I felt the same when my son Uriel fell in battle, when my husband Eliezer passed away, when my second son Eliraz also fell in battle, and when German Rozhkov, an only child whom I adopted as a son, fell in battle as well. I felt the same when I heard about Rona's son Assaf, and today I felt it again when we learned Rona is gone. I face these skies that Rona knew well, and I have no words.
I met her many times, but three encounters stood out the most.
Rona and I were introduced by fate - the connection to the Land of Israel, to the IDF and to education. But before anything else, we were both wives and mothers. And what a mother Rona was. One of our moving encounters was during a delegation to Odessa. We went together, a group of women, to accompany orphan children on their first day of school.
We walked into the room and the children, like magnets, were all drawn to Rona. They walked up to her, started hugging and embracing her—as if she was their favorite person in the world. I asked her, "Rona, why is everyone running to you like this?" And she said, "The children feel love, and they immediately connect with that love." That was Rona, she knew how to give of herself to everyone.
I was reading some of Ilan's journal entries, which Rona published in 2013, from the days he was preparing for his fateful 2003 space mission. He wrote to her: "Rona'leh, I think you have a good soul, you take such good care of everyone, except yourself. I want us all to have the best. You are my heart and soul. I want to take care of you a little, to give you only a bit of what you give us all the time."
Rona gave of her great love to the children of Israel as well, in projects she initiated in memory of Ilan and Assaf.
Our second encounter, which I will never forget, was at a meeting for torchbearers ahead of Israel's 68th Independence Day in 2016, when Rona got to light a torch. Since I had had the honor of lighting a torch two years prior, she turned to me and asked: "How, on this immense occasion, can we get through the switch from Memorial Day to Independence Day?" (In Israel, Independence Day begins as nightfalls on Memorial Day — turning sadness into joy.)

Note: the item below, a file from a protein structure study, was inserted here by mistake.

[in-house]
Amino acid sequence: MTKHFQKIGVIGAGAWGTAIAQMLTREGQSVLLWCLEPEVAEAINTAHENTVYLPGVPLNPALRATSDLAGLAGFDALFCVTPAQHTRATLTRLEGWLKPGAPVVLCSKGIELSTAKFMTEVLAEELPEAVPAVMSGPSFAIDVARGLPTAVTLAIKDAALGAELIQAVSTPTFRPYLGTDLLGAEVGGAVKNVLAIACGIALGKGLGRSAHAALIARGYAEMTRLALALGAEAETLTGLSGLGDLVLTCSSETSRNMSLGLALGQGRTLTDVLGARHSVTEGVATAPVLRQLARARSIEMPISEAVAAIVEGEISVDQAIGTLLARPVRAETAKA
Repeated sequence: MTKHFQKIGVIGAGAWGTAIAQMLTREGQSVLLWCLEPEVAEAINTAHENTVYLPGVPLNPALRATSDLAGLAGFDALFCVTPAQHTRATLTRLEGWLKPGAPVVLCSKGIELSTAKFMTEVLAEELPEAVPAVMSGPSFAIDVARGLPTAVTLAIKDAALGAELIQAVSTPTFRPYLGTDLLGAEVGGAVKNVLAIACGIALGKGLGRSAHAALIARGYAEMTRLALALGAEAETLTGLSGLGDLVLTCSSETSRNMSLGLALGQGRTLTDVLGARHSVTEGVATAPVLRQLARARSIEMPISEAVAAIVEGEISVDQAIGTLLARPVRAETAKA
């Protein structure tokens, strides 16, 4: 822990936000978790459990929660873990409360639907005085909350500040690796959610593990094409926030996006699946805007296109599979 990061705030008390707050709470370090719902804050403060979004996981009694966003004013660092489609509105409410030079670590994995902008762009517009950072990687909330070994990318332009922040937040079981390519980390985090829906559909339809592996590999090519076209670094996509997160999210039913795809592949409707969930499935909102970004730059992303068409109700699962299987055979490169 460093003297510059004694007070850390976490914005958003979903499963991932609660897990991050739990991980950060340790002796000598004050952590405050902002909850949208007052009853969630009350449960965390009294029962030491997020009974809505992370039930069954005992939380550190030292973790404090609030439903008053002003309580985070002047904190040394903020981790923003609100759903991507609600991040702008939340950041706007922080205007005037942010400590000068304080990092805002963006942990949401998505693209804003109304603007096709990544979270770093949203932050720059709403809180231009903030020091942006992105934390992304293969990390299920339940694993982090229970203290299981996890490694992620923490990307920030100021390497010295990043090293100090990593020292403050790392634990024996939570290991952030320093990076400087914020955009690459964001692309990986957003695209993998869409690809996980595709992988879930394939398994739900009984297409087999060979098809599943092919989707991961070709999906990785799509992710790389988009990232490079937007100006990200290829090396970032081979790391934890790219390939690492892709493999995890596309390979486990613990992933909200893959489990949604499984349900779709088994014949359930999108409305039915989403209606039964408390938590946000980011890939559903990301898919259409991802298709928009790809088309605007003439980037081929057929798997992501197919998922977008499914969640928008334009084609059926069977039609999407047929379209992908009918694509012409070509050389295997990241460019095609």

We fell into each other's arms. We wept at the fact our loved ones were not here with us at this powerful and emotional moment. But then she laughed and said: "I have the advantage: Yours were ground troops. Mine were always looking down from the skies." We could then cry in each other's arms and laugh at our fate.
Our third encounter was when she invited me to attend one of her lectures. Afterwards she walked up to me and asked: "How long can we go on talking about them?" We stopped for a moment, looked at each other, and we knew — it would be until our dying days. Rona carried Ilan and Assaf's legacy with her until her final moment. When she published Ilan and Assaf's journals, she wrote to me in a dedication: "May we continue creating and influencing." Despite everything she went through, what Rona cared about most was to keep creating and making a difference.
The story of the Ramon family is the story of the people of Israel. Of people who soar, who don't give up and who keep on going, people who reach for the stars.
I have an image in my mind that must be in the minds of many bereaved families: the day when we will all be united once more with our loved ones. I imagine Rona, who is being reunited with her loved ones at this very moment, see Ilan and Assaf again and ask: "Did you hear me? Did you hear me trying to ensure your voice is heard? I tried. I did my best."
And now Rona's voice is no more. But her spirit—the spirit of a mother, of a brave warrior, of sticking to life, of love and endless giving, of hard work and creation—remains with us. This spirit, Rona, we will preserve—for Ilan, for Assaf, for you and for us.